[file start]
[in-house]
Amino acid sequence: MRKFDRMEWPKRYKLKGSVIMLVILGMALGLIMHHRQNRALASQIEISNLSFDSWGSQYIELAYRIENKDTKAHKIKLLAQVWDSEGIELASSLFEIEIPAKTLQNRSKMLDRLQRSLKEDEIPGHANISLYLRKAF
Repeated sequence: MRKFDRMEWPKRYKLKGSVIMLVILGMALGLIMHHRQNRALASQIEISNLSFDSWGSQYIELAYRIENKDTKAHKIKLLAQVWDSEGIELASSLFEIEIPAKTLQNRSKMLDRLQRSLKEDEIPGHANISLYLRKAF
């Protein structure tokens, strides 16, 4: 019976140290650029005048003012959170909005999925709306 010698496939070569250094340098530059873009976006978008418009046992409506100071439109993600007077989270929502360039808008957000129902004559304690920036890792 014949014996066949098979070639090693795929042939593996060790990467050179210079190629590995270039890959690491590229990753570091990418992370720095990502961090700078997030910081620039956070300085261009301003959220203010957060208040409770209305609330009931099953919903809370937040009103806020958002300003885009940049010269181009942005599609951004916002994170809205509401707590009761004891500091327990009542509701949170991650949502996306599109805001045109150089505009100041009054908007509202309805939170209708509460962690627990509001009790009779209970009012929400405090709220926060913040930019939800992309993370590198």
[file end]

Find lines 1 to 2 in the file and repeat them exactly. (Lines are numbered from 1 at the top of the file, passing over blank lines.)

[in-house]
Amino acid sequence: MRKFDRMEWPKRYKLKGSVIMLVILGMALGLIMHHRQNRALASQIEISNLSFDSWGSQYIELAYRIENKDTKAHKIKLLAQVWDSEGIELASSLFEIEIPAKTLQNRSKMLDRLQRSLKEDEIPGHANISLYLRKAF